Given the recent occurrence of Reconciliation Week, at school this week we have been discussing the concept of reconciliation. In pondering reconciliation – the mending of relations with those from whom we differ – I recalled a line from a play I studied at school. In William Shakespeare’s Henry VIII the Duke of Norfolk says, ‘Heat not a furnace for your foe so hot that it do singe yourself’. I thought there might be a lesson in this about how reconciliation can benefit us all.
As we look around the world we see many examples of enmity. Internationally there is perhaps no greater example than terrorism; and we recently saw a shocking attack in Manchester. There is no easy way to prevent radicalisation and terrorist attacks. But a huge part of our response must be to seek to reconcile those who feel alienated from the rest of society, to reach out to vulnerable groups – especially migrant and refugee communities. The reduction of disengagement from mainstream society will surely reduce the attractions of terrorism. And when this is done we will all, of course, see the benefit.
Here at home, we also have much to gain from reconciliation. Imagine what will happen when non-Indigenous Australians and Aboriginal and Torres Straight Islander people truly reach out to one another with the hand of friendship. Think of the great benefit we as a nation will yield when we see more Indigenous people not just on the football field, but in universities, in the boardroom, in the parliament, and in the courtroom – sitting behind the bench rather than standing in front of it.
Finally, here at school, reconciliation is of great importance. Perhaps even more so than when thinking about international challenges, and challenges on the Australian national stage – fixing broken personal relationships is incredibly difficult. To do so we must be humble, quick to forgive, slow to become angry, and quick to see things from the other’s point of view.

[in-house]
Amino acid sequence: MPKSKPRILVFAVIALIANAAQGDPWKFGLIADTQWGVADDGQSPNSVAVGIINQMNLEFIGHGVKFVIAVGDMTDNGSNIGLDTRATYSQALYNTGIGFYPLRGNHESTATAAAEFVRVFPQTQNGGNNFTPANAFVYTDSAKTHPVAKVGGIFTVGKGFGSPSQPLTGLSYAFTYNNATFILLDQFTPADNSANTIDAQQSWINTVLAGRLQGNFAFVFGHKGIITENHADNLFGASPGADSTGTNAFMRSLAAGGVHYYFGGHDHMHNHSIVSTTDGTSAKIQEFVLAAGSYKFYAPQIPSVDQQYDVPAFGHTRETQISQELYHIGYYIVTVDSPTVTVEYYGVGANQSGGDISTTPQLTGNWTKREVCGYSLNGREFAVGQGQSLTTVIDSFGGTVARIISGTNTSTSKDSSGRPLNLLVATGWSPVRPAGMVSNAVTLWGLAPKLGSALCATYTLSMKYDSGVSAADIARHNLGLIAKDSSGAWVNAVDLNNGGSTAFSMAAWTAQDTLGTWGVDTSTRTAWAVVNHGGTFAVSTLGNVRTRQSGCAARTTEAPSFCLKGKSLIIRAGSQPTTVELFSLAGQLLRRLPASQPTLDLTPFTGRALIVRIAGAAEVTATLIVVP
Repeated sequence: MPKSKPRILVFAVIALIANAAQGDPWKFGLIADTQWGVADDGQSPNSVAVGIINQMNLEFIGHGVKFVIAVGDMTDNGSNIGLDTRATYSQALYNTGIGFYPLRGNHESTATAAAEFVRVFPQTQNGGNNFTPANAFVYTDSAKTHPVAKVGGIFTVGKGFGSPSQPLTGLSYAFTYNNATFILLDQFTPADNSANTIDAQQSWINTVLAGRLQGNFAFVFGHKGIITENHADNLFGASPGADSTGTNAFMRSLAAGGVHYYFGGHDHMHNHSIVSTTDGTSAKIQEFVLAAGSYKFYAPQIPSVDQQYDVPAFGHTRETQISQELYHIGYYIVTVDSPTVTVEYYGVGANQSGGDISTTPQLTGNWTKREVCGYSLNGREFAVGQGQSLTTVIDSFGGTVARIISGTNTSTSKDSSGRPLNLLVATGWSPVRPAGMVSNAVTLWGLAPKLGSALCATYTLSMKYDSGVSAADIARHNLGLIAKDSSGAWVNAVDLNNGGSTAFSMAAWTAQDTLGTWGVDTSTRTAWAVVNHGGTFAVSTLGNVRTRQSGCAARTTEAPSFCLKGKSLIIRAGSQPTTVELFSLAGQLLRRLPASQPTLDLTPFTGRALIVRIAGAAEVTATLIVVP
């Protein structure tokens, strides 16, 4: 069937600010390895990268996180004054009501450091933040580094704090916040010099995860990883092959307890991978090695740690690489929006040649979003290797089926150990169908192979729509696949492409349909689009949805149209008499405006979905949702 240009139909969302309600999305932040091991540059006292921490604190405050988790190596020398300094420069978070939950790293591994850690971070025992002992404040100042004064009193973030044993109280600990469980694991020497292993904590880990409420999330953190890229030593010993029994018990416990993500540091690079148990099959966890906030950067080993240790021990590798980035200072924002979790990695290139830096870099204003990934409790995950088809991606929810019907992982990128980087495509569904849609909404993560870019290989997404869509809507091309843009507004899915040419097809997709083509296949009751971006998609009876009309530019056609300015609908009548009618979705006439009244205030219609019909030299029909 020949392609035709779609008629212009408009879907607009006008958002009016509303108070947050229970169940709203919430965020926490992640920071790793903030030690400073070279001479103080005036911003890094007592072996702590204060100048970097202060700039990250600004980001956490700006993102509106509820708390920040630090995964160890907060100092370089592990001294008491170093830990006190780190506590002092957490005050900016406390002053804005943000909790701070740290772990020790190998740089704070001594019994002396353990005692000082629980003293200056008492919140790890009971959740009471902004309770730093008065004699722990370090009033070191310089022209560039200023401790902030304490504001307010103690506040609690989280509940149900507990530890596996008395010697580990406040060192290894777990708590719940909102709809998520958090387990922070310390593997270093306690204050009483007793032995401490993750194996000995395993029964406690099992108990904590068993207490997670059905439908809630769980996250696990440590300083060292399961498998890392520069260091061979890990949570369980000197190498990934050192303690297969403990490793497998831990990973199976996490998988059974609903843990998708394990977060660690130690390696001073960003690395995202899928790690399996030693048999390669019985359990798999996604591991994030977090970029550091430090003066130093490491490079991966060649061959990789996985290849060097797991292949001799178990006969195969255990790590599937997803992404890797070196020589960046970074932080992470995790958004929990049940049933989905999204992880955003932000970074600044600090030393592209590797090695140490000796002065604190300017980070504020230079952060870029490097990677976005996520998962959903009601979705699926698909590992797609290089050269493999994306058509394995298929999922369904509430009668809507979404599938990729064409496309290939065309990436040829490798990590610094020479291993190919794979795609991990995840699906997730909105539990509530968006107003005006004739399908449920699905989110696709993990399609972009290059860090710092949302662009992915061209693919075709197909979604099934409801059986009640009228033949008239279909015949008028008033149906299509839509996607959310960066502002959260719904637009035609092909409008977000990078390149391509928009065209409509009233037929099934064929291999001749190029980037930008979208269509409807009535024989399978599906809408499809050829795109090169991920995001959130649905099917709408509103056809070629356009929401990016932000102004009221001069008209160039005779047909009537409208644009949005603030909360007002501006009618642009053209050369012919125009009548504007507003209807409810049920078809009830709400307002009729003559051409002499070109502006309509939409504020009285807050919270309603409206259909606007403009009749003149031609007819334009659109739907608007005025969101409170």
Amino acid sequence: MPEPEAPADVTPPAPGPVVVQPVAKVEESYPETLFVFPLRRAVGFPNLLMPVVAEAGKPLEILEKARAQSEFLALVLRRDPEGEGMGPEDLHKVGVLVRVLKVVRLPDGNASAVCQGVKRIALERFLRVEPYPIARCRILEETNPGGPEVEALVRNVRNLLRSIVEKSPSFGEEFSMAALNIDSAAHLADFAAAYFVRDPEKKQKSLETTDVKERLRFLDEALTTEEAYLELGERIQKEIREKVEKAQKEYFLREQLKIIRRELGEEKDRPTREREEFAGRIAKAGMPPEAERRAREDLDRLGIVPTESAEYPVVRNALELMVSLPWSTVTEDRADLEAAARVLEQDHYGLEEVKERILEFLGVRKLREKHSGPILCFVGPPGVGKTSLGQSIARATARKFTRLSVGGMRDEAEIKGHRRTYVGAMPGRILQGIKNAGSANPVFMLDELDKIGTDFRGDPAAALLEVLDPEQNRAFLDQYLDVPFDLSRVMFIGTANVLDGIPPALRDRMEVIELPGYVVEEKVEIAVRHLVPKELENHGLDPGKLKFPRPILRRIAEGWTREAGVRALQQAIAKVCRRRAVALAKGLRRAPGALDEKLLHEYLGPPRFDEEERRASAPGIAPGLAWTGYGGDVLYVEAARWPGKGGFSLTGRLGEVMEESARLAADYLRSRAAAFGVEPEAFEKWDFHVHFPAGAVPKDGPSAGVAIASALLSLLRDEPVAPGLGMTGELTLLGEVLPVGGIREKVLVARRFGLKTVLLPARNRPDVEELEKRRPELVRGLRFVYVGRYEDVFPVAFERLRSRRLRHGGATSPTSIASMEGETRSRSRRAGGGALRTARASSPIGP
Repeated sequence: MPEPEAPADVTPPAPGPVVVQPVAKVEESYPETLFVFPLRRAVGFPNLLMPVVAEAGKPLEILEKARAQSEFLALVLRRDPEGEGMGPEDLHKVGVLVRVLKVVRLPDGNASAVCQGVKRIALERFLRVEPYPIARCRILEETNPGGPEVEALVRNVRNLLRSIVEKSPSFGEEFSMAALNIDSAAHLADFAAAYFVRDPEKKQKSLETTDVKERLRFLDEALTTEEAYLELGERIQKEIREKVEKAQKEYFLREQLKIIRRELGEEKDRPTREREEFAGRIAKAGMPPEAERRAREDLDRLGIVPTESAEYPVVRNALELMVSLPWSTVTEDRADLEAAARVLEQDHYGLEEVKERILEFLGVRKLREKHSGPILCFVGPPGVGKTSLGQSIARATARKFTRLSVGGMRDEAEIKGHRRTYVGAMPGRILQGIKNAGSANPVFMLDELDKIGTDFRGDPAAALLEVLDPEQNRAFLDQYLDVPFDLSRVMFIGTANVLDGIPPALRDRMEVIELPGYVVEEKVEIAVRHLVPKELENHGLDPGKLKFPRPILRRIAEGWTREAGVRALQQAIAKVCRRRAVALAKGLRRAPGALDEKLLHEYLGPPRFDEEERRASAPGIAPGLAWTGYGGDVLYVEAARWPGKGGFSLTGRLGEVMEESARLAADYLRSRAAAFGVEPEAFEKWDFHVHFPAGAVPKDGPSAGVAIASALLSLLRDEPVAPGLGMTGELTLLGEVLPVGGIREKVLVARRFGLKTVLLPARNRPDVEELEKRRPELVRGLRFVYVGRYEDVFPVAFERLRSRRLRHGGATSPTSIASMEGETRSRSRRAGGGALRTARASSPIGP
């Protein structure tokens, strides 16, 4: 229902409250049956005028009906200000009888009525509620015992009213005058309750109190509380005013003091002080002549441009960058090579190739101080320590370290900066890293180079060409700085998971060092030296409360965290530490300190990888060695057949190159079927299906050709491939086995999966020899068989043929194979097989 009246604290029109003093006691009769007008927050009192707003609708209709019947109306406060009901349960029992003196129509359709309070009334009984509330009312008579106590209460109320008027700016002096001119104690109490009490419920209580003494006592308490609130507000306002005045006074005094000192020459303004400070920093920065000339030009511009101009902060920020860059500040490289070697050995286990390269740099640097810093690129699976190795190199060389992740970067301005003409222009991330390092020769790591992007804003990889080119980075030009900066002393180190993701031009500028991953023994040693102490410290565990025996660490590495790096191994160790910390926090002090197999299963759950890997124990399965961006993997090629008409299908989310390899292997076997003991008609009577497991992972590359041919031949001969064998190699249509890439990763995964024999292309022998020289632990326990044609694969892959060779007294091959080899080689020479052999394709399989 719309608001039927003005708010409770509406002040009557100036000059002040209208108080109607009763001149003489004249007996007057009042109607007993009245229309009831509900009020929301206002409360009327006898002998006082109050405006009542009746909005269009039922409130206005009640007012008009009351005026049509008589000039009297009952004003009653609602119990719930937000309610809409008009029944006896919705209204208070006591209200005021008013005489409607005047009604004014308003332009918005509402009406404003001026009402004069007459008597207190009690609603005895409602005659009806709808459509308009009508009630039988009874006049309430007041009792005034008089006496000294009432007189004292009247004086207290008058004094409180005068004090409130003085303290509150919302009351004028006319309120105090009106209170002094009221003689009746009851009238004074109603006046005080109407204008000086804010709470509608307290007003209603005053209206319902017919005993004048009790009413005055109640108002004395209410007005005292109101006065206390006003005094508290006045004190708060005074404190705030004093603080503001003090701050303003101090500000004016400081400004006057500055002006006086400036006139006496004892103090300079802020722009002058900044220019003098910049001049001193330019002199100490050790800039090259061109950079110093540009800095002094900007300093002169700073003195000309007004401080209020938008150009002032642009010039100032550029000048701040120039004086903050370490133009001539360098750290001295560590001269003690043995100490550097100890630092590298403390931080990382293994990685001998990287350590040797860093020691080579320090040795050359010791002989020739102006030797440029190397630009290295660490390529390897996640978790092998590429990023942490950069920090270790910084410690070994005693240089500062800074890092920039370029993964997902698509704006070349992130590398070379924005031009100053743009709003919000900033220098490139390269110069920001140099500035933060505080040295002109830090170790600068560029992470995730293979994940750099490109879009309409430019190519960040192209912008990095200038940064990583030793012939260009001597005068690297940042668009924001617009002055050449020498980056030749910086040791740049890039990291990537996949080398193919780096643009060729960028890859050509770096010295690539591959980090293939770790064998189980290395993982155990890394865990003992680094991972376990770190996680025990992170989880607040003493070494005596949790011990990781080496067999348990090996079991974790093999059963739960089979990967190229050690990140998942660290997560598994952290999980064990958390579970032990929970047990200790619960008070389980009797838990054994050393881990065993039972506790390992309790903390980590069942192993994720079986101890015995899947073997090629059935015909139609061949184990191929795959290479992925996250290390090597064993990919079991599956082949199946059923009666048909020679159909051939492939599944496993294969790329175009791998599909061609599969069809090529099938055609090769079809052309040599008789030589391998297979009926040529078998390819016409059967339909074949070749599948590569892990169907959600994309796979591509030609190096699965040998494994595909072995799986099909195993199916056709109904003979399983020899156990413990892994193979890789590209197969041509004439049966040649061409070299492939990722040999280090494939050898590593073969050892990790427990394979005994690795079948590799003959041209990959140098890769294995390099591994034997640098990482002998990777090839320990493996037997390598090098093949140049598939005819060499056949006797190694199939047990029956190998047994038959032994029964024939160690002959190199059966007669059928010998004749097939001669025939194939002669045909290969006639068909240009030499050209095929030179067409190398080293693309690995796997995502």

One of the most wonderful and unique elements of the teachings of Christ is regarding the way we should treat our enemies. In Exodus Chapter 21, God’s people were informed of appropriate punishments. They were told that: ‘when there is injury you are to take life for life, eye for eye’. This doctrine was one of perfect retribution. However, in the New Testament Jesus turned this idea on its head. In Luke’s gospel Jesus said: ‘Love your enemies and do good to those who hate you’ – a doctrine, not of retribution, but of reconciliation.
Surely, you might justifiably say, this standard is too high. But I would ask, what’s the alternative? I suppose the alternative is heating that furnace for your foe, a furnace of revenge and retribution. The alternative internationally is for us to close our eyes to the root causes of terrorism – and for violence to continue. The alternative nationally is for the growth of misunderstanding between Australia’s first people and the rest of the population, which has been the bedrock of Indigenous disadvantage. And the alternative for us in our everyday lives is for our personal relationships to be impoverished by selfishness and a failure to forgive.
The danger in hating those with whom we differ – or, as Shakespeare said, in building a furnace for them – is that in doing so we risk burning ourselves. Seeking reconciliation, therefore, is not only the right thing to do, but it is a course of action that also directly benefits us.
Deputy Head of Senior School – Student Welfare